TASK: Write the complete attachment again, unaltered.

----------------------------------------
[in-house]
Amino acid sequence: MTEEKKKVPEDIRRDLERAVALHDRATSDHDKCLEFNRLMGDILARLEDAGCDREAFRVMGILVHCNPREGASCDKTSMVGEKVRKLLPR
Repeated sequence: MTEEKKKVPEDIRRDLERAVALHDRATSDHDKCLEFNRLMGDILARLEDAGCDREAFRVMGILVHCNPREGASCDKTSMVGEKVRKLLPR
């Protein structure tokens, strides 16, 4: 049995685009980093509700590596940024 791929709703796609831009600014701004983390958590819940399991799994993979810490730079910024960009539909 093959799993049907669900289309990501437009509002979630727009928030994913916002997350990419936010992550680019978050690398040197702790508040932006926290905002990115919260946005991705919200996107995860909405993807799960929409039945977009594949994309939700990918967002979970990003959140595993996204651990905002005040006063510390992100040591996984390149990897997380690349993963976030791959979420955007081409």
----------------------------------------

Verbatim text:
[in-house]
Amino acid sequence: MTEEKKKVPEDIRRDLERAVALHDRATSDHDKCLEFNRLMGDILARLEDAGCDREAFRVMGILVHCNPREGASCDKTSMVGEKVRKLLPR
Repeated sequence: MTEEKKKVPEDIRRDLERAVALHDRATSDHDKCLEFNRLMGDILARLEDAGCDREAFRVMGILVHCNPREGASCDKTSMVGEKVRKLLPR
């Protein structure tokens, strides 16, 4: 049995685009980093509700590596940024 791929709703796609831009600014701004983390958590819940399991799994993979810490730079910024960009539909 093959799993049907669900289309990501437009509002979630727009928030994913916002997350990419936010992550680019978050690398040197702790508040932006926290905002990115919260946005991705919200996107995860909405993807799960929409039945977009594949994309939700990918967002979970990003959140595993996204651990905002005040006063510390992100040591996984390149990897997380690349993963976030791959979420955007081409």